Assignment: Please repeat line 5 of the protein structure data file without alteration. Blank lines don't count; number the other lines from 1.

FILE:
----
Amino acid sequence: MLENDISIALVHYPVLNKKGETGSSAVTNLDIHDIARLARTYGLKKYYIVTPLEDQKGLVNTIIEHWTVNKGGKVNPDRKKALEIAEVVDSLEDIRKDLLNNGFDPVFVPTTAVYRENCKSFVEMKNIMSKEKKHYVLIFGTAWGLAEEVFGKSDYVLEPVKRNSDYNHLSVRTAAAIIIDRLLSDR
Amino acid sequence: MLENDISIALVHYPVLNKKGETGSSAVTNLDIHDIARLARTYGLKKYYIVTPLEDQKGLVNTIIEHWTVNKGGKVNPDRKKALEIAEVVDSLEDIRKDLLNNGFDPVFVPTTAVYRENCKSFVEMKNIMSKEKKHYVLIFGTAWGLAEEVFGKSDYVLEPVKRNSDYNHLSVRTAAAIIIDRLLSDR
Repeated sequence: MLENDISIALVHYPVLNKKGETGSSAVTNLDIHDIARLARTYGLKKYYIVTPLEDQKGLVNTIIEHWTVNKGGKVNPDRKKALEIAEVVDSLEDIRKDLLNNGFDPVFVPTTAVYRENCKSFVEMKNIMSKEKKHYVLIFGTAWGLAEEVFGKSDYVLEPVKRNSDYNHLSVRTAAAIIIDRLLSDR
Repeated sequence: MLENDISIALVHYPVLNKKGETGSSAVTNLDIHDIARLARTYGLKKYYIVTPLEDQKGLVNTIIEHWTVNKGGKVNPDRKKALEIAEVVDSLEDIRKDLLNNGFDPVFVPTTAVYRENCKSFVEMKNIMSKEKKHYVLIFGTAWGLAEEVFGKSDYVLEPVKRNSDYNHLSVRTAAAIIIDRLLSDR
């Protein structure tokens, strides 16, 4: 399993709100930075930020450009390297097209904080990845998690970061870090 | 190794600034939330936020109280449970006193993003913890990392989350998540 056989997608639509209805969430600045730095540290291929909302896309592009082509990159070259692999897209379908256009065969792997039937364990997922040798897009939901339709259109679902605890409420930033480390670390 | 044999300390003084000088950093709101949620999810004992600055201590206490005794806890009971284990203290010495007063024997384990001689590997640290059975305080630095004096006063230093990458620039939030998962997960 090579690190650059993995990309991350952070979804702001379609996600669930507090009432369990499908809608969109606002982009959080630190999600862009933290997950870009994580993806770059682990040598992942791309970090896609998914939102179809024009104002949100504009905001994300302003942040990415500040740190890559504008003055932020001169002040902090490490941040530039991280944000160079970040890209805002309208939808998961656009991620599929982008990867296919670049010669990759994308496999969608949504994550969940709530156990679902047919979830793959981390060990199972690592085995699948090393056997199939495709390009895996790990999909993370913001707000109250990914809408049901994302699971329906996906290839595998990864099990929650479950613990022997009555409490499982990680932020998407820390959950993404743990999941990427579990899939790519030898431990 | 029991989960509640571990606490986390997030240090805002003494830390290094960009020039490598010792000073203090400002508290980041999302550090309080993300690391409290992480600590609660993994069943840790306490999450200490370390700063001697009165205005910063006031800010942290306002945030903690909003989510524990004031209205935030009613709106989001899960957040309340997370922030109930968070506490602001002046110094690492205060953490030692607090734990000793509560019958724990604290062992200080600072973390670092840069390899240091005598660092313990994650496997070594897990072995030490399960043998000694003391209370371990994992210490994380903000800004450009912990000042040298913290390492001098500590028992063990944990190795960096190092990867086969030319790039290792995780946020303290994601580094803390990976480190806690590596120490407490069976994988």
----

């Protein structure tokens, strides 16, 4: 399993709100930075930020450009390297097209904080990845998690970061870090 | 190794600034939330936020109280449970006193993003913890990392989350998540 056989997608639509209805969430600045730095540290291929909302896309592009082509990159070259692999897209379908256009065969792997039937364990997922040798897009939901339709259109679902605890409420930033480390670390 | 044999300390003084000088950093709101949620999810004992600055201590206490005794806890009971284990203290010495007063024997384990001689590997640290059975305080630095004096006063230093990458620039939030998962997960 090579690190650059993995990309991350952070979804702001379609996600669930507090009432369990499908809608969109606002982009959080630190999600862009933290997950870009994580993806770059682990040598992942791309970090896609998914939102179809024009104002949100504009905001994300302003942040990415500040740190890559504008003055932020001169002040902090490490941040530039991280944000160079970040890209805002309208939808998961656009991620599929982008990867296919670049010669990759994308496999969608949504994550969940709530156990679902047919979830793959981390060990199972690592085995699948090393056997199939495709390009895996790990999909993370913001707000109250990914809408049901994302699971329906996906290839595998990864099990929650479950613990022997009555409490499982990680932020998407820390959950993404743990999941990427579990899939790519030898431990 | 029991989960509640571990606490986390997030240090805002003494830390290094960009020039490598010792000073203090400002508290980041999302550090309080993300690391409290992480600590609660993994069943840790306490999450200490370390700063001697009165205005910063006031800010942290306002945030903690909003989510524990004031209205935030009613709106989001899960957040309340997370922030109930968070506490602001002046110094690492205060953490030692607090734990000793509560019958724990604290062992200080600072973390670092840069390899240091005598660092313990994650496997070594897990072995030490399960043998000694003391209370371990994992210490994380903000800004450009912990000042040298913290390492001098500590028992063990944990190795960096190092990867086969030319790039290792995780946020303290994601580094803390990976480190806690590596120490407490069976994988």